Bad Receiver Batteries - RCCanada - Canada Radio Controlled Hobby Forum
RCCanada - Canada's Radio Control Hobby Forum
General RC Aircraft Discussion Discuss anything RC related

Reply
 
Thread Tools Display Modes
Old 04-05-2021, 02:44 PM   #1
NEW222
RCC Pro Contributor
 
I am: Chancey C
Join Date: Jan 2007
Location: Oakbank, Mb
Radio of choice:
Spektrum

Feedback: 29 / 100%
Posts: 1,650
Total Props: 11
Bad Receiver Batteries


       Remove this ad - become a site supporter!
Well, this has been quite a bad few last days here. Looking forward to getting things ready to fly for the season and started going through my batteries for my receivers as I did remove them for the winter as the planes were stored outside. All my batteries for my receivers were either NiMh or NiCd. All but one was tested and in use last fall. And this is also where it gets funny. Of the 2 NiMh batteries, 1 is LSD, the other a Jr, both 5 cell AA packs. After many cycles on the charger, both are taking out approximately 1000 mAh each on teh discharge, and taking in approximately 1600 mAh on charge on average.

The other 2 packs are 4 cell NiCd. one of them however appears to be still holding its own in both charge and discharge. The other is as above, non-reliable. But using Spektrum I am aware of the low voltage tolerences, and do not want to risk a plane over a battery that may trigger low voltage cutoff with Spektrum. So the good news is that I do however have a LiFe battery on order from GH, that will hopefully arrive this week or next. I will just be sharing this battery between airframes for now just to get me up in the air, whenever that will be.

I am still seriously considering keeping my 'bad' batteries charged and ready for use in a couple of 1/2a airplanes as they still hold what I believe is enough for a couple of flights. These are simple 2 channel planes with 2 micro servos in each, and for some reason they can use the weight up front being built tail-heavy by their builders (not me, they were second hand).

But this also brings forward a question relating back to last fall. While I was flying my trainer the last time out, I was on wireless buddybox. I had lost signal so I called it out to my instructor, and as well, he had no control as well. The plane did go in and was rebuilt. I have an AR500 DSM2 receiver in teh plane that had never been used before last year when it was installed in it. When we picked up the wreckage, immediately my instructor checked to see if we had control (we did not turn off neither transmitter till we did a check). And we both did have control. But we had no way to test the battery for load. Now I am wondering if the NiMh battery was unable to handle the load and is why we lost control momentarily? This is making me start to wonder now that I have noticed the numbers......
NEW222 is offline   Quick reply to this message.

Sponsored Links - Subscribe to remove this ad.
Old 04-05-2021, 04:15 PM   #2
Cougar429
Level 3 Supporter
★ Site Supporter ★
 
Cougar429's Avatar
 
I am: Gary L
Join Date: Aug 2008
Location: Tecumseh, Ontario

Feedback: 105 / 100%
Posts: 7,664
Total Props: 59
Re: Bad Receiver Batteries

What I found is a lot of time you can have control movement on the ground, but under flight loads on the servos any deficiencies come out to bite. Same with compromised wiring, such as the "Black Wire Disease" that can corrode negative leads, switch terminals and any plugs or connections.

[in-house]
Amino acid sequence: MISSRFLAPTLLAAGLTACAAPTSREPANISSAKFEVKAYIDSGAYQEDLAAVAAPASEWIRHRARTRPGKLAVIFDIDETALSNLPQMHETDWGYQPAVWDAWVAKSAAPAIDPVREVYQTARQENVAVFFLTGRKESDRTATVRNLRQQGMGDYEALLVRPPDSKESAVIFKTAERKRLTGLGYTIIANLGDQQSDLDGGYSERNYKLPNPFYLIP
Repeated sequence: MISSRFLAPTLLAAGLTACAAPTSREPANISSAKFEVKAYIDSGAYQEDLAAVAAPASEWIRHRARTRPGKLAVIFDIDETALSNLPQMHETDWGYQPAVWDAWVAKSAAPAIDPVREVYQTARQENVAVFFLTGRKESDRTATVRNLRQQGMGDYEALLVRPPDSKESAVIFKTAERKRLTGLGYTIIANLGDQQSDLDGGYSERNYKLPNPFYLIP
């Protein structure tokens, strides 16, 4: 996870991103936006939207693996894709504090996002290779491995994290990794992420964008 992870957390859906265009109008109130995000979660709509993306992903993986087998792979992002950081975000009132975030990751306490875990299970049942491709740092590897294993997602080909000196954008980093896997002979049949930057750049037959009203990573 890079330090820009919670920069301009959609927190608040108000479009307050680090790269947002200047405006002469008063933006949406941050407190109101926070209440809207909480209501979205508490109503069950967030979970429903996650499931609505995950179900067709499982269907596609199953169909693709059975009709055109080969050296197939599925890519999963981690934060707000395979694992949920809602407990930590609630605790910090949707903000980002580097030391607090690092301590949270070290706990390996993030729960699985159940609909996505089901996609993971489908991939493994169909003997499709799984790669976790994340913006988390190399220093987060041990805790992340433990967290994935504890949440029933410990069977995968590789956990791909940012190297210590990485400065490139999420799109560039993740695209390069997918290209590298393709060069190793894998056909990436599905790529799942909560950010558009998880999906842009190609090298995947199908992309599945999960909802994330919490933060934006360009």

This is why I have now switched to all LiFE flight packs and transmitter batteries. Much more reliable with less self-discharge and much quicker rewind rates. Cost is reasonable as well. Stegl here on RCC builds up the packs on request and I just ordered another pair to add to the trio received a few weeks ago.

These have the current capacity to handle just about anything I can throw at them, including servoless retracts.
__________________
I know there's money in aviation........I put it there!
Cougar429 is offline   Quick reply to this message.
Old 04-05-2021, 04:24 PM   #3
cessna180
RCC Senior Contributor
 
I am: mike z
Join Date: Jan 2014
Location: brownsville on
Radio of choice:
spectrum/futaba
# of RCs: 10

Feedback: 25 / 96%
Posts: 721
Total Props: 4
Re: Bad Receiver Batteries

In my opinion trash the batteries and buy new ones. Some flyers use cheap unreliable equipment to save money, and yet put the equipment into an expensive airframe. Makes no sense to me. Yesterday at our field one of our members test flew his new electric aircraft with a new battery and the flight was a successful, next flight on an old probably unreliable battery, not a happy ending.
Michael
cessna180 is offline   Quick reply to this message.
 
Old 04-05-2021, 04:41 PM   #4
floyd
Level 3 Supporter
★ Site Supporter ★
 
I am: Floyd S
Join Date: Feb 2009
Location: Stayner, Ontario

Feedback: 210 / 100%
Posts: 4,346
Total Props: 21
Re: Bad Receiver Batteries

I've been using NIMH batteries exclusively for over 20 years. I don't charge or check them during the winter months. In the spring I check the voltage and decide then on how they held a charge. Any that seem low will get a cycle and then they are good or scrap.

NIMH batteries need to have a conditioning charge which should be the first charge. If not you could have a pack that will never take a proper charge. I have Nicad packs that are only rated for 600mah that I can fly for an hour on. Plus lots of NIMH batteries are over rated and will never get close to the rated charge. I've had 1800mah NIMH packs that only took 700mah after a full charge.

Cheers Floyd
floyd is offline   Quick reply to this message.
Old 04-05-2021, 04:42 PM   #5
stegl
RCC Supreme Contributor
 
I am: Len S
Join Date: Mar 2009
Location: Kelowna
Radio of choice:
DS16 And still use my trusty SD-10.
# of RCs: 10

Feedback: 194 / 100%
Posts: 7,763
Total Props: 53
Re: Bad Receiver Batteries